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Whopping costs: Why are we paying a price for being vegan? logo 23/01/2020 Regina Lavelle
a close up of a sandwich sitting on top of a table: The Rebel Whopper is 20c dearer than its meat-based cousin at Burger King The Rebel Whopper is 20c dearer than its meat-based cousin at Burger King

As the end of Veganuary approaches, some may notice that it's not just the numbers on their scales going down - the bank account is also rapidly dwindling. Take the Rebel Whopper for example.

Burger King's "100pc plant-based" patty comes with all of the trimmings, including, ahem, mayonnaise. The company admits that it's "cooked on the same broiler as our original Whopper" and "due to shared cooking equipment, it may not be suitable for vegetarians".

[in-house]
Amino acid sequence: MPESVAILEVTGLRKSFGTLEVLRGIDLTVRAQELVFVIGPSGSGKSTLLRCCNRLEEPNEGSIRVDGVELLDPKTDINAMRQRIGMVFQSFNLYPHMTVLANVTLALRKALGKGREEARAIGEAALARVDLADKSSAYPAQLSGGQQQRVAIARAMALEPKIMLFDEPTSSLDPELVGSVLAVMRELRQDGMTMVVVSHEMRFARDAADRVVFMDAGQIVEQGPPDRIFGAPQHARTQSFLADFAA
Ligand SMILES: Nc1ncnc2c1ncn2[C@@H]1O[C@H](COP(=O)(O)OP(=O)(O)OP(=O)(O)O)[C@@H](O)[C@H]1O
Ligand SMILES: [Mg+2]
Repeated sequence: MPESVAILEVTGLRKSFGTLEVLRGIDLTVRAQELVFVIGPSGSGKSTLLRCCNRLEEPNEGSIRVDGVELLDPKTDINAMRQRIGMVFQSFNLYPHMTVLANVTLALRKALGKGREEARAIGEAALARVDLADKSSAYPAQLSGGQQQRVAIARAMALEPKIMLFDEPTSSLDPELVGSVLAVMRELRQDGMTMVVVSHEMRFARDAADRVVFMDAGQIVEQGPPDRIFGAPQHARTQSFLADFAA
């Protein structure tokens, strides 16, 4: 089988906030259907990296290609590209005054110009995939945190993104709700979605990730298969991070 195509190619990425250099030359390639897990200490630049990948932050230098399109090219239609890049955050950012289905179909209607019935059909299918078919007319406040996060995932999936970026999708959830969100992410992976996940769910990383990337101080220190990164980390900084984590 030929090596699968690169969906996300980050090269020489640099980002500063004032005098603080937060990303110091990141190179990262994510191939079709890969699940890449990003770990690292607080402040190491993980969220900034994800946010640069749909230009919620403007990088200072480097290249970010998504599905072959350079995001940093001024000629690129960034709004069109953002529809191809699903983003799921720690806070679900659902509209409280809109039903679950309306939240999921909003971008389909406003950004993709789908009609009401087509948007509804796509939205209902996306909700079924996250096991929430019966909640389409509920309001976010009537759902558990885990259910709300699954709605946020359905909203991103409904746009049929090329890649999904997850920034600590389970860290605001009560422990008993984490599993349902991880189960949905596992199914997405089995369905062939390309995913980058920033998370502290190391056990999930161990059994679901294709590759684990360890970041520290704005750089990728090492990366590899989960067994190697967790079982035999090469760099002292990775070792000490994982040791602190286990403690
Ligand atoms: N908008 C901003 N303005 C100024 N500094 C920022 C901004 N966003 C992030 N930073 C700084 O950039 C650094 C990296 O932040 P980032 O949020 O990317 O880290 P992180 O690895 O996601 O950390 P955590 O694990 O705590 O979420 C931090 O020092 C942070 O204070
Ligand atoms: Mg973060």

A marketing director told the BBC it was aimed at "flexitarians", customers who are flirting with veganism, but not quite ready to commit. Whatever their motives, they can't have missed the price - €5.10, which is more expensive than its meat-based cousin, the €4.90 Whopper.

a man wearing a white shirt: Chef JP McMahon says buying vegetables can be as expensive as buying meat Chef JP McMahon says buying vegetables can be as expensive as buying meat

Cynics might call this a hipster tax. Even Burger King's own website alludes to it - the Rebel Whopper's tag line is: "A burger for the 'gram" - but this isn't the first time the vegan premium has been queried.

On his blog in 2018, the British journalist Harry Wallop examined comparable vegan and non-vegan foods. He found an average price premium of 57.5pc.